Searching over 5,500,000 cases.


searching
Buy This Entire Record For $7.95

Download the entire decision to receive the complete text, official citation,
docket number, dissents and concurrences, and footnotes for this case.

Learn more about what you receive with purchase of this case.

United States v. Bruce

United States District Court, Ninth Circuit

December 4, 2013

United States of America, Plaintiff,
v.
Jagan Bruce, Defendant.

ORDER

DAVID C. BURY, District Judge.

This matter was referred to the United States Magistrate Judge pursuant to 28 U.S.C. ยง636(b)(1)(B) and the local rules of practice of this Court for hearing and a Report and Recommendation (R&R) on the Defendant's Motion to Suppress. Before the Court is the Magistrate Judge's Report and Recommendation (Doc. 170) on the Defendant's Motion to Suppress. The Magistrate Judge recommends to the Court that the Motion to Suppress may be denied. The Defendant filed an Objection (Doc. 171)to this Recommendation and the Government filed a Response (Doc.174). The Court now rules without the need for oral argument based on the thorough record before it.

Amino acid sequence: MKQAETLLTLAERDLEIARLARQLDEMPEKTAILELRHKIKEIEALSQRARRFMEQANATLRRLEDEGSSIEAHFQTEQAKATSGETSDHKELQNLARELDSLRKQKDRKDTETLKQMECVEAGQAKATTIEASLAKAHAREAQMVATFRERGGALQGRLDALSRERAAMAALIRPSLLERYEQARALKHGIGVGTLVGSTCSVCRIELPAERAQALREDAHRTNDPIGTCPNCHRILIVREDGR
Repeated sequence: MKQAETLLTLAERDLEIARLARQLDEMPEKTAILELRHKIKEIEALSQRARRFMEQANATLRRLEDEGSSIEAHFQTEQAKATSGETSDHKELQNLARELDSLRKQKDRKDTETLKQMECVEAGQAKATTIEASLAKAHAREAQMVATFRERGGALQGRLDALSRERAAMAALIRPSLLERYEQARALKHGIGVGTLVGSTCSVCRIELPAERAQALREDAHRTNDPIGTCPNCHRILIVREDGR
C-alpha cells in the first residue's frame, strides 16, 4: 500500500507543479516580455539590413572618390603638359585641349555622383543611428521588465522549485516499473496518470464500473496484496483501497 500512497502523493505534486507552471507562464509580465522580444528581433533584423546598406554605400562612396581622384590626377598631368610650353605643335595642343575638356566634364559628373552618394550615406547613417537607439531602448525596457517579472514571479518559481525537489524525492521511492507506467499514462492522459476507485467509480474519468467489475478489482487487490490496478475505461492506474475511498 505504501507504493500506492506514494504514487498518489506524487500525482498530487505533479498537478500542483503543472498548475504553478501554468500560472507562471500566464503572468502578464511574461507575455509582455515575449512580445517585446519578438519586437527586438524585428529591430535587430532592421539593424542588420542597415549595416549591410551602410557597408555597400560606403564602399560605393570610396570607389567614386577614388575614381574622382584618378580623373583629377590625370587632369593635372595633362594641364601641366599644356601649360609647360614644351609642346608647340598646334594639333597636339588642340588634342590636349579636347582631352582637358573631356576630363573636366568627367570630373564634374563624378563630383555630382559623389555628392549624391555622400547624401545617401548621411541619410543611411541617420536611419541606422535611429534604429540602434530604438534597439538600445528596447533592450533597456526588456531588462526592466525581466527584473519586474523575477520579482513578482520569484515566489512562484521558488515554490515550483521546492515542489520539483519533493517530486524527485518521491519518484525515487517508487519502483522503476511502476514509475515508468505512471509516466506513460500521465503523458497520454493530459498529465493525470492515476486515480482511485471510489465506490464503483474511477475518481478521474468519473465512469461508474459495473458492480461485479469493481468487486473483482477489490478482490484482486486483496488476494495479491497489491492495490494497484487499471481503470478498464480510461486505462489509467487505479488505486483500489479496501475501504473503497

STANDARD OF REVIEW

When objection is made to the findings and recommendation of a magistrate judge, the district court must conduct a de novo review. United States v. Reyna-Tapia, 328 F.3d 1114, 1121 (9th Cir. 2003).

DISCUSSION

The R&R addresses the vehicle stop and continued detention in the context of collective knowledge. The Objection addresses both the evidence collected after a traffic stop and "prolonged" detention after the stop for lack of reasonable suspicion that criminal activity of the Defendant as a passenger in the vehicle, particularly questioning the collective knowledge of the law enforcement officers involved. The Government objects to the mischaracterization of the evidence as a whole in the Defendant's Objection.